Well, here we are. Our second quarterly Transparency Report published during the pandemic… The unusual situation is now the new standard, and it’s shaping the digital landscape.
Our lives have moved online, and we’re starting to feel the effects of more online surveillance, election manipulations, privacy-invasive COVID-19 contact tracing apps, and increased cybercriminal activity.
But we’re still standing our ground, protecting the anonymity of our Ghosties, and making sure they can stay private online.
Let’s see how the past months have been for us in terms of legal requests.
Legal requests – Our July, August, and September numbers
This is the number of DMCA complaints, malicious activity flags, and police requests we got in these past three months.
This marks a 12% decrease in the overall number of requests we received compared to the previous 3 months.
We have not complied with any of these requests. We don’t keep tabs on our Ghosties. We never have, and we never will.
Because we keep no logs, we have no data to pass on. On top of this, Romania, the European country where we’re headquartered, is not part of any international surveillance alliance, like the 5 or 14 Eyes.
Let’s take a closer look at a breakdown of our numbers.
DMCA complaints are copyright infringement claims, and they’re the most common ones we get.
Various companies can file a DMCA notice on behalf of copyright holders. They do this when something has been illegally shared using one of our IP addresses.
This time, the 24,736 DMCA requests make up a whopping 90% of all our inquiries. That’s in line with last quarter’s 91%.
Malicious activity flags
This type of inquiries generally signals abusive behaviors originating from CyberGhost VPN IP addresses.
In this category, we include DDoS attacks, automated spam emails, botnets, various scams, or suspicious login attempts.
The total number of Q3 malicious activity flags adds up 9% of all requests. Again, this is very similar to last quarter’s 8%.
We receive police requests from various law enforcement agencies and police departments worldwide after they’ve traced an IP address to one of our datacenters.
Usually, they’re after user data or logs for their investigations. Spoiler alert: we have no such things.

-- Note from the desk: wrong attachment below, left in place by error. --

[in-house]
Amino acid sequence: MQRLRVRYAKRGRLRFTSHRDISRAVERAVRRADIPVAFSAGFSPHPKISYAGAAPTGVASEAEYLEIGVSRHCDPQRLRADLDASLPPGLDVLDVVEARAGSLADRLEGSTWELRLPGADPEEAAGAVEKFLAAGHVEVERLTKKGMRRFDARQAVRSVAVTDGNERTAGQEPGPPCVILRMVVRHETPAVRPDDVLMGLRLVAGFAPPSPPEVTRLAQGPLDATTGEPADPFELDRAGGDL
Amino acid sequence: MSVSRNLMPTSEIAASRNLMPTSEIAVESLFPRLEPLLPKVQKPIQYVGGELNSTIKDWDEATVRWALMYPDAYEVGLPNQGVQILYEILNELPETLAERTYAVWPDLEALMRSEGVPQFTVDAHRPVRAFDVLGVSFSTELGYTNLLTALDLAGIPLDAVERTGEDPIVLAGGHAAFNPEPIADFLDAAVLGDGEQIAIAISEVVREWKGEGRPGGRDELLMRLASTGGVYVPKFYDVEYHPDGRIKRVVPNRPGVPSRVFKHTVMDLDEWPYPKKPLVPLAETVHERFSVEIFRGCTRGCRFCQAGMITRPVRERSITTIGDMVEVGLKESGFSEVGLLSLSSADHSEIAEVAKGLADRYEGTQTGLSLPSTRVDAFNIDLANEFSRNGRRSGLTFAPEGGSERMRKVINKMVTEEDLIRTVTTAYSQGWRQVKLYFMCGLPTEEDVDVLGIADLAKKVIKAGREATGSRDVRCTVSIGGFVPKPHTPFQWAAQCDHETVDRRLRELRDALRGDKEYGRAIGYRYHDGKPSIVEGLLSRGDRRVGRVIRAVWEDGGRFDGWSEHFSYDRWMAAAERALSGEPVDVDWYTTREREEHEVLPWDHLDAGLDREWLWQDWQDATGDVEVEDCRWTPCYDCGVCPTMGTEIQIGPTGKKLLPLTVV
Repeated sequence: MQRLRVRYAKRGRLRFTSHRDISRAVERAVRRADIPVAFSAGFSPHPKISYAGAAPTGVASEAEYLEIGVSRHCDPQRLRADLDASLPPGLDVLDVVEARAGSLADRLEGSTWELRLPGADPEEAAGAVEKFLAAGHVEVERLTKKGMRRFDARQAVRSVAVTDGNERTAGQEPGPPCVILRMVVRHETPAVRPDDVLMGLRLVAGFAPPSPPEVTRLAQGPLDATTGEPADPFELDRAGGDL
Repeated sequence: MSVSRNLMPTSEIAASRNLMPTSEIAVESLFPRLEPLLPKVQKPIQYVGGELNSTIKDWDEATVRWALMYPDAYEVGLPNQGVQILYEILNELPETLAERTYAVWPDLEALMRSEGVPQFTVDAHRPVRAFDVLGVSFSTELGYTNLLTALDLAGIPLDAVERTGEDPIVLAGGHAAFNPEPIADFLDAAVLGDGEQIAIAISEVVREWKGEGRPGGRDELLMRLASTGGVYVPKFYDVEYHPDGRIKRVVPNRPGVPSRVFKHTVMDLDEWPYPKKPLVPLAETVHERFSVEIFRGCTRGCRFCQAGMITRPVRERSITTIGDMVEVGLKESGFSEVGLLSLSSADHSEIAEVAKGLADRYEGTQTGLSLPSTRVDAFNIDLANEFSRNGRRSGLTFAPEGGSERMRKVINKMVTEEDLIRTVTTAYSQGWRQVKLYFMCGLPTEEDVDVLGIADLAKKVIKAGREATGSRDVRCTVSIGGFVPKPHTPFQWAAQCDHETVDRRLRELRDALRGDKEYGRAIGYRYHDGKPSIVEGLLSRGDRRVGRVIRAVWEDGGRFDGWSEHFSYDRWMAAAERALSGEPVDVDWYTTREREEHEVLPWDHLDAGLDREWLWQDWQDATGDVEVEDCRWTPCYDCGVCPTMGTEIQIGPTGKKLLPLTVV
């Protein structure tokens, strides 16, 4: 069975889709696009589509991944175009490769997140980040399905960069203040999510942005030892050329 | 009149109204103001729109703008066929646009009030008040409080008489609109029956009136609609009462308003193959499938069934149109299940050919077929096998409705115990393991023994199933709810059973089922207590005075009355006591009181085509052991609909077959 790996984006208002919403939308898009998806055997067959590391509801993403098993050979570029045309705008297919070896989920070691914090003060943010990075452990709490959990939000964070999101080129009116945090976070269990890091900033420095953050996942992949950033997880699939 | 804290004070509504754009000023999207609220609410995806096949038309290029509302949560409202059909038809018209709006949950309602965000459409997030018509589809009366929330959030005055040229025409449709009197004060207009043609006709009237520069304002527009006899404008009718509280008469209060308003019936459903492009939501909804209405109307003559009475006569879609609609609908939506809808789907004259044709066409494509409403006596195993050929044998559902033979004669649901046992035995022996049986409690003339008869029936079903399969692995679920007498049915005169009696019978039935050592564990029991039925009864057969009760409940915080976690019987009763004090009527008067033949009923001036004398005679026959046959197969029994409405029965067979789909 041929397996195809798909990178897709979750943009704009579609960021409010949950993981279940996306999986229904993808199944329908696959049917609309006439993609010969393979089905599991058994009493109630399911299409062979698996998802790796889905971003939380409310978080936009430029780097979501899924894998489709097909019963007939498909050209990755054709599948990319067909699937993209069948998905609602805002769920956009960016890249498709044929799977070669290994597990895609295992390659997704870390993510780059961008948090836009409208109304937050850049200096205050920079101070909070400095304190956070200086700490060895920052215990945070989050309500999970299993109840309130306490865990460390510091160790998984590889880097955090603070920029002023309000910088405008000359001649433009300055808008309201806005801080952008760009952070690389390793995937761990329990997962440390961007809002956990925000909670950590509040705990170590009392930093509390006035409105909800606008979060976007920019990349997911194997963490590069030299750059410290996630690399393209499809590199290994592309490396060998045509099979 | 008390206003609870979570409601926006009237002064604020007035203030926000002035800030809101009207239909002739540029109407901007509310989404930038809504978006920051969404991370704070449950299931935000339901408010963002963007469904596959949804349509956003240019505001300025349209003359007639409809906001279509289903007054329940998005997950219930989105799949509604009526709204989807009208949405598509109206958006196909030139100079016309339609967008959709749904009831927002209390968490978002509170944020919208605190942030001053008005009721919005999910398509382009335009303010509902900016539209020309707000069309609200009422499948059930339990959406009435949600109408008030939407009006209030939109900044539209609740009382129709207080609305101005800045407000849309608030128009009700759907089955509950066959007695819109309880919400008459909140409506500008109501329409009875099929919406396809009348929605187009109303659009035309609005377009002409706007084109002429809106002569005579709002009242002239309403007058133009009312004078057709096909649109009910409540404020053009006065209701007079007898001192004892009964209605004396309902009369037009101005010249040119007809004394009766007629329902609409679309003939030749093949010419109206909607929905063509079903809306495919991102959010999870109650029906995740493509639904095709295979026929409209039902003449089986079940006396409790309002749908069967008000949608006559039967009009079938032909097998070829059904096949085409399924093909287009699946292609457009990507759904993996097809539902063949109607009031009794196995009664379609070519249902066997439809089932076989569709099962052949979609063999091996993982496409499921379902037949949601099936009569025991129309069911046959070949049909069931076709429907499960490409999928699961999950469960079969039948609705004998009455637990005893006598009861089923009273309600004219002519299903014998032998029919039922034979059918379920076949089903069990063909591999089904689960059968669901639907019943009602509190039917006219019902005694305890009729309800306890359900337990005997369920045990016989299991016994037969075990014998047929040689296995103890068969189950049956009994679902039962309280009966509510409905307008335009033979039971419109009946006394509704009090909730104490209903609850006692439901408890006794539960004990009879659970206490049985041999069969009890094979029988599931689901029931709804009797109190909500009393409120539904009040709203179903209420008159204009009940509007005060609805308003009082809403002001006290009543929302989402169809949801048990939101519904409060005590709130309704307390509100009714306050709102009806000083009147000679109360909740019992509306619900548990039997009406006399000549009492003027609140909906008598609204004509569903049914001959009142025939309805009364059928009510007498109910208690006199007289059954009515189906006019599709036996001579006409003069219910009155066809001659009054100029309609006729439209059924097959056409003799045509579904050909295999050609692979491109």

Less than 1% of all requests now came from law enforcement agencies. The situation was similar in the months before, when we had 20 such requests. Still, this number is worryingly high.
Busy does it
Our mission at CyberGhost VPN is to build the tools for protecting your privacy. Every day, we turn more than 36 million people from all over the world digitally invisible. It’s a responsibility we don’t take lightly.
So, we must always stay ahead of the game. Here are some of our latest achievements.
We launched the first truly anonymous Dedicated IP
Because we wanted to make sure you can get smooth access to IP-restricted networks without sacrificing any of your privacy and security, we challenged the VPN industry’s status quo.
Normally, when you got a Dedicated IP, your VPN provider knew what static IP address they assigned you. But, because of this, you couldn’t get complete privacy and security. It was time to retire the old and outdated practice.
So, we set new standards for Dedicated IPs VPN, cutting all ties between you and your Dedicated IP address with our innovative token system.
We kept our Hong Kong server fleet
On June 30, 2020, the Chinese government passed a controversial security law on the special administrative region of Hong Kong. The law threatened digital safety and freedom of expression.
Not so long after, some VPN providers have decided to leave the region.
But because we can fully protect our Ghosties’ digital privacy and security, our approach is different, and we’re keeping our server fleet in Hong Kong.
We’re keeping a close eye on the situation in the city. We’re worried about the effects this vexed national security law might have, and it’s more important than ever to make sure the people of Hong Kong have a VPN they can rely on.
However, our servers are as safe in Hong Kong as they are anywhere in the world. That’s because we have a strict no-logs policy and rigorous procedures for maintaining our server fleet.
We supported digital freedom in Belarus amid protests
After Alexander Lukashenko, who’s been president for the past 26 years, presumably won a new term in August with 80 percent of the votes in his favor, widespread protests erupted.
To combat any allegation from the opposition, the authorities restricted access to information and digital freedom.
With all the censorship going on, we could not leave the people of Belarus stranded, so we offered them free CyberGhost VPN keys.
Far from the finish line
As a company, we have a long history of protecting privacy. After all, we were the first ones in the VPN industry to publish a Transparency Report.
We’ve been sharing our numbers with you ever since 2011, and ever since 2019, we do it quarterly. In case you missed our latest reports, here they are:
For more details, you can always check out our Transparency Report section.
Until next time, stay safe and secure!